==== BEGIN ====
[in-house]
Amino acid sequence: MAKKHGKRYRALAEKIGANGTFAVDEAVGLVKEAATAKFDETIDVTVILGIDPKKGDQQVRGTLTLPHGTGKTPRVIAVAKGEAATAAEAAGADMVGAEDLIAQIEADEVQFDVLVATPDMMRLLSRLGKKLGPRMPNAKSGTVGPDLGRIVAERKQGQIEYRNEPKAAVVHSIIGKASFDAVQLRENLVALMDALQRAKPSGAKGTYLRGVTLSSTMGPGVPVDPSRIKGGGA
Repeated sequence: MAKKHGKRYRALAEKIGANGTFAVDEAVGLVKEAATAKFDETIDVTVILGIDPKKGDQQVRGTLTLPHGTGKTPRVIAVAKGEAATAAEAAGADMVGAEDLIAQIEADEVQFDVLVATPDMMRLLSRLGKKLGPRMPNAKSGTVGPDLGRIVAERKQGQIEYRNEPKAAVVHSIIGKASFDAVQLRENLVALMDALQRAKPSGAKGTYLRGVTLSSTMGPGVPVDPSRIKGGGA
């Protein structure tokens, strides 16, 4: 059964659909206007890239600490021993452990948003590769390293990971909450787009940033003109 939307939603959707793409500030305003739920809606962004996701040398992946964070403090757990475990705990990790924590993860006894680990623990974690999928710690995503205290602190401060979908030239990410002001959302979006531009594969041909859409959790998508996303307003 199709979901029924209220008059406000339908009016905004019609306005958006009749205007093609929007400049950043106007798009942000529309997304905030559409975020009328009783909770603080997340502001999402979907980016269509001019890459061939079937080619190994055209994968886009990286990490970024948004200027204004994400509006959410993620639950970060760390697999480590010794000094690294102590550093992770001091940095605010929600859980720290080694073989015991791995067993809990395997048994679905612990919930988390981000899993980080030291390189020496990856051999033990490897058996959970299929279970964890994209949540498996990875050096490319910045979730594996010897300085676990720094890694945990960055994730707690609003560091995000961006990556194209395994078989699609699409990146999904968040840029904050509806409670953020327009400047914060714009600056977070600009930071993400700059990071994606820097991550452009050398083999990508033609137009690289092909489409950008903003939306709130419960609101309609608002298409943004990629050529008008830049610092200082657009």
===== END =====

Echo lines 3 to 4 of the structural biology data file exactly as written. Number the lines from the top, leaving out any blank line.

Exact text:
Repeated sequence: MAKKHGKRYRALAEKIGANGTFAVDEAVGLVKEAATAKFDETIDVTVILGIDPKKGDQQVRGTLTLPHGTGKTPRVIAVAKGEAATAAEAAGADMVGAEDLIAQIEADEVQFDVLVATPDMMRLLSRLGKKLGPRMPNAKSGTVGPDLGRIVAERKQGQIEYRNEPKAAVVHSIIGKASFDAVQLRENLVALMDALQRAKPSGAKGTYLRGVTLSSTMGPGVPVDPSRIKGGGA
């Protein structure tokens, strides 16, 4: 059964659909206007890239600490021993452990948003590769390293990971909450787009940033003109 939307939603959707793409500030305003739920809606962004996701040398992946964070403090757990475990705990990790924590993860006894680990623990974690999928710690995503205290602190401060979908030239990410002001959302979006531009594969041909859409959790998508996303307003 199709979901029924209220008059406000339908009016905004019609306005958006009749205007093609929007400049950043106007798009942000529309997304905030559409975020009328009783909770603080997340502001999402979907980016269509001019890459061939079937080619190994055209994968886009990286990490970024948004200027204004994400509006959410993620639950970060760390697999480590010794000094690294102590550093992770001091940095605010929600859980720290080694073989015991791995067993809990395997048994679905612990919930988390981000899993980080030291390189020496990856051999033990490897058996959970299929279970964890994209949540498996990875050096490319910045979730594996010897300085676990720094890694945990960055994730707690609003560091995000961006990556194209395994078989699609699409990146999904968040840029904050509806409670953020327009400047914060714009600056977070600009930071993400700059990071994606820097991550452009050398083999990508033609137009690289092909489409950008903003939306709130419960609101309609608002298409943004990629050529008008830049610092200082657009």